**Buy a Put Option**– When you expect the price of the underlying asset to drop below the strike price. For example, if you anticipate a decline in a stock’s value, buying a put option allows you to sell the stock at the higher strike price, making a profit from the price drop.

**Sell a Put Option**– If you expect the price to rise or remain stable, selling a put option allows you to earn the premium from the buyer.

**Example –**

Suppose you buy a put option on a stock with a strike price of ₹300, and you pay a premium of ₹15. If the stock price falls to ₹250, you can exercise your right to sell at ₹300, profiting from the difference. However, if the stock price stays above ₹300, the option expires worthless, and your loss is limited to the premium paid.

## Expiry Outcomes for Call and Put Options

When a call or put option reaches its expiration date, several outcomes can occur depending on the relationship between the strike price and the spot price (the current market price of the underlying asset). Understanding these expiry outcomes is essential for options traders to determine potential gains or losses.

### Expiry Outcomes for Call Options

A call option gives the holder the right to buy the underlying asset at the strike price. At expiration, the value of the call option depends on the asset’s market price relative to the strike price.

#### In-the-Money (ITM) –

**Scenario**– The spot price is higher than the strike price at expiration.

**Outcome**– The option holder can exercise the call option and buy the underlying asset at the lower strike price. The difference between the spot price and the strike price, minus the premium paid, represents the profit for the buyer.

**Example**– If you have a call option with a strike price of ₹500, and the stock is trading at ₹550 at expiration, your option is in-the-money. You can buy the stock at ₹500 and sell it at ₹550, earning ₹50 per share (minus the premium paid).

#### Out-of-the-Money (OTM) –

**Scenario**– The spot price is lower than the strike price at expiration.

**Outcome**– The call option expires worthless because there is no benefit to buying the underlying asset at the higher strike price. The buyer loses the premium paid for the option.

**Example**– If you have a call option with a strike price of ₹500, and the stock is trading at ₹450 at expiration, your option is out-of-the-money. The option will expire worthless, and your loss is limited to the premium you paid.

#### At-the-Money (ATM) –

**Scenario**– The spot price equals the strike price at expiration.

**Outcome**– The option expires with no intrinsic value. The buyer has no profit or loss on the trade, but the loss is limited to the premium paid for the option.

**Example**– If you hold a call option with a strike price of ₹500, and the stock is also trading at ₹500 on the expiration date, the option expires without value, and you lose only the premium paid.

### Expiry Outcomes for Put Options

A put option gives the holder the right to sell the underlying asset at the strike price. At expiration, the value of the put option depends on the market price of the asset compared to the strike price.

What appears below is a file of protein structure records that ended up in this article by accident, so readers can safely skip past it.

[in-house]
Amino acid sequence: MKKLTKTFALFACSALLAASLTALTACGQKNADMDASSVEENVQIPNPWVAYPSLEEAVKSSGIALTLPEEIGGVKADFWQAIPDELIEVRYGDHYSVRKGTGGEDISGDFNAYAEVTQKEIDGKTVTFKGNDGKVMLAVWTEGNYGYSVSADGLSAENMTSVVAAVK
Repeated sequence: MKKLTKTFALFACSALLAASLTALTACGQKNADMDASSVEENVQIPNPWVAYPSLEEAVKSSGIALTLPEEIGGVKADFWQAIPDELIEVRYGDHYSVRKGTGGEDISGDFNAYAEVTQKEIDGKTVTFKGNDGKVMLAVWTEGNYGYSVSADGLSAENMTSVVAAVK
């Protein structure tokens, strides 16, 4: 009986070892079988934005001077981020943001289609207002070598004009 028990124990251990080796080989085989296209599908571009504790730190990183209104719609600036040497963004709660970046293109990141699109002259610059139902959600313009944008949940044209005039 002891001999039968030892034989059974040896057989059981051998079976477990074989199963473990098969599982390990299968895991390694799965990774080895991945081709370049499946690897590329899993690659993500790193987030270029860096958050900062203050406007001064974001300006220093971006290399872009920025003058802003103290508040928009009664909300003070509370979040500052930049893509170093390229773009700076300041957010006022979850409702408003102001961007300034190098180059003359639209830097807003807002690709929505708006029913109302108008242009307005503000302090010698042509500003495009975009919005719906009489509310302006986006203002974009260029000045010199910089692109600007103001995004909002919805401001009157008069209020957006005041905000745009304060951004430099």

#### In-the-Money (ITM) –

**Scenario**– The spot price is lower than the strike price at expiration.

**Outcome**– The option holder can sell the underlying asset at the higher strike price. The difference between the strike price and the spot price, minus the premium, is the profit for the buyer.

**Example**– If you hold a put option with a strike price of ₹400, and the stock is trading at ₹350 at expiration, your option is in-the-money. You can sell the stock at ₹400 and buy it at ₹350, making a profit of ₹50 per share (minus the premium paid).

#### Out-of-the-Money (OTM) –

**Scenario**– The spot price is higher than the strike price at expiration.

**Outcome**– The put option expires worthless because there is no advantage in selling the asset at the lower strike price. The buyer loses the premium paid.

**Example**– If you hold a put option with a strike price of ₹400, and the stock is trading at ₹450, your option is out-of-the-money. The option expires without value, and your loss is limited to the premium you paid for the option.

#### At-the-Money (ATM) –

**Scenario**– The spot price equals the strike price at expiration.

**Outcome**– The option expires with no intrinsic value. The buyer has no profit or loss, but loses the premium paid.

**Example**– If you hold a put option with a strike price of ₹400, and the stock is trading at ₹400 on the expiration date, the option expires without value, and your loss is limited to the premium you paid.

### Expiry Outcomes

Option Type | In-the-Money (ITM) | Out-of-the-Money (OTM) | At-the-Money (ATM) |

Call Option | Spot Price > Strike Price (Profit) | Spot Price < Strike Price (Loss = Premium) | Spot Price = Strike Price (Loss = Premium) |

Put Option | Spot Price < Strike Price (Profit) | Spot Price > Strike Price (Loss = Premium) | Spot Price = Strike Price (Loss = Premium) |

The information provided in this article is for educational purposes only and should not be considered as financial or investment advice. Options trading involves significant risk and may not be suitable for all investors. Before trading options or any other financial instruments, it is important to conduct thorough research and consult with a qualified financial advisor. **SMJ** is not responsible for any losses incurred from trading activities or decisions made based on the information provided in this article.